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By Emmanuel Jarry

VALENCIENNES, France (Reuters) - Nicolas Sarkozy was joined on the campaign trail on Friday by a prominent, popular centrist politician who gave him a ringing endorsement that should boost the conservative president's popularity among France's crucial middle-of-the-road voters.

Jean-Louis Borloo, a former environment minister, said he was fully behind Sarkozy's re-election bid, lending a potential lifeline for the president's chances in a May 6 runoff which polls say he is set to lose to Socialist Francois Hollande.

The affable, craggy-faced Borlo welcomed Sarkozy to his home turf, in the northern city of Valenciennes, where Borloo was once a popular, hands-on mayor.

Their meeting under sunny skies marked a contrast with the somber mood of recent days when candidates suspended campaigning following a spate of shootings in the southern city of Toulouse. The gunman was killed by police on Thursday.

"It's a beautiful day because it's the first time in five or six days that we've been a bit more relaxed," Sarkozy told reporters.

The election is a two-horse race between Sarkozy and Hollande, who is more popular than the incumbent but has no ministerial or international experience.

Borloo's pledge of wholehearted support should give Sarkozy a further lift after his careful handling of the shooting crisis helped nudge him ahead in some opinion polls for the April 22 first round vote.

Sarkozy has also already narrowed the gap behind Hollande in polls for the May runoff but centrist voters would play a key role in helping Sarkozy to victory.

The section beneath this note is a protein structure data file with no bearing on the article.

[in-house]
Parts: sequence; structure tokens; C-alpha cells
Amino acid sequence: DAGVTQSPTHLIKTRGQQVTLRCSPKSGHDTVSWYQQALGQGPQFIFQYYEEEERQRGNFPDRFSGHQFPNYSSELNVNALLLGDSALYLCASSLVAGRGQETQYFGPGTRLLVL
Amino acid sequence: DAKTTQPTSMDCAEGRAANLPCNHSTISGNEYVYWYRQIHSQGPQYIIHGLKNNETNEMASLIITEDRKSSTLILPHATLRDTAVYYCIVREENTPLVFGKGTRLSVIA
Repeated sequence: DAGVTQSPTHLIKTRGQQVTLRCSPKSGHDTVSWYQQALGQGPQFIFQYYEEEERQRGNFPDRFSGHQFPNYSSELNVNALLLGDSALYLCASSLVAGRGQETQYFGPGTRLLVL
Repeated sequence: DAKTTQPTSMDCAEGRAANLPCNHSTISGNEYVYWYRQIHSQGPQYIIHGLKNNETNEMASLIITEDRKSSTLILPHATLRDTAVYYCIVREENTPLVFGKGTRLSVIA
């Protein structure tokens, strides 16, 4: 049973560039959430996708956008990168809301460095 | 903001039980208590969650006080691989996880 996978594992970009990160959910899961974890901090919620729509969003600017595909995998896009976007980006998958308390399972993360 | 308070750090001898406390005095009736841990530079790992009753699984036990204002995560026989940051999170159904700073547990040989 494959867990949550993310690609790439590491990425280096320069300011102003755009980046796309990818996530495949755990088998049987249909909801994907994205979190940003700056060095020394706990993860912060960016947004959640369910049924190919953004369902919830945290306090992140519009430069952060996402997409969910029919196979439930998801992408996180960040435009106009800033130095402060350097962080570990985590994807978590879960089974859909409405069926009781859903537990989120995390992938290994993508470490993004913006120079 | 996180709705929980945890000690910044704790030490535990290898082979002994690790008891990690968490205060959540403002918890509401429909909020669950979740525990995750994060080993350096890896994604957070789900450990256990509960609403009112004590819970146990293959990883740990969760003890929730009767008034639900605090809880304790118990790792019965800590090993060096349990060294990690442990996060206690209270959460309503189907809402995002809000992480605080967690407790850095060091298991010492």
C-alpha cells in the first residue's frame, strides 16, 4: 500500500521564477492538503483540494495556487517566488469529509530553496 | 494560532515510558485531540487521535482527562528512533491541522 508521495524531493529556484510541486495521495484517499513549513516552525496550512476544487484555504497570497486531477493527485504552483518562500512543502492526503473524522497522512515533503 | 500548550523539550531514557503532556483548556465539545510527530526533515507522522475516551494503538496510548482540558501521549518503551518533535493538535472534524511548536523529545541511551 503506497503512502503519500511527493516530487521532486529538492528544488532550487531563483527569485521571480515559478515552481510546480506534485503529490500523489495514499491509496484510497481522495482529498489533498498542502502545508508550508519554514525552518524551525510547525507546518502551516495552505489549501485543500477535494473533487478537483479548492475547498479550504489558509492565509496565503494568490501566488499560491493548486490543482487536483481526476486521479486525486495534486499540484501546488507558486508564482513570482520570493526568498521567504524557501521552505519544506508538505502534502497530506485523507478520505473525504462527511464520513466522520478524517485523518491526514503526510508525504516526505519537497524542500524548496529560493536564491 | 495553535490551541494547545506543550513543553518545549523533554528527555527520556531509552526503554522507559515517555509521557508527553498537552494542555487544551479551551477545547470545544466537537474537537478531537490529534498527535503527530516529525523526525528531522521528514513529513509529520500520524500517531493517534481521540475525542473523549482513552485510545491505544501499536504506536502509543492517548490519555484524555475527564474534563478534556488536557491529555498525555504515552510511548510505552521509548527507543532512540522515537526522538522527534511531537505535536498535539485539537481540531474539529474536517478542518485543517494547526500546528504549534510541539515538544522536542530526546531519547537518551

The centrist vote has been divided among a series of players, of whom Francois Bayrou is the strongest candidate, currently expected to place fourth in the first round.

So courting the supporters of Bayrou and adherents of Borloo in the month before the April election while trying to reassure them that conservatives and centrists share a common vision may pay off for Sarkozy in the runoff.

Borloo quit the government in late 2010 after being passed over for the post of prime minister and his centrist Radical Party broke long-standing ties with Sarkozy's UMP party in May 2011. Borloo toyed with running for president himself, ultimately decided not to, and waited until late in the election race to come out behind Sarkozy.

The two men have had cordial but tense relations since Borloo left Sarkozy's cabinet. Sarkozy said on Friday that the pair were "still friends."

In an interview in daily Le Figaro, Borloo said he was in favor of recent pledges by Sarkozy to impose a minimum tax on large, listed companies, crack down on wealthy tax exiles and provide professional training for welfare recipients.

"These measures correspond to our program," Borloo said. "I am committing myself at his side for a fair France and to add my weight to the campaign before the first round. I will use all my energy and power."

The Radical Party's priorities include giving a second chance to over-indebted families, supporting children struggling in school, improving access to housing for employed workers and creating 150,000 apprenticeships for problem youth.

(Writing by Alexandria Sage; Editing by John Stonestreet and Robin Pomeroy)

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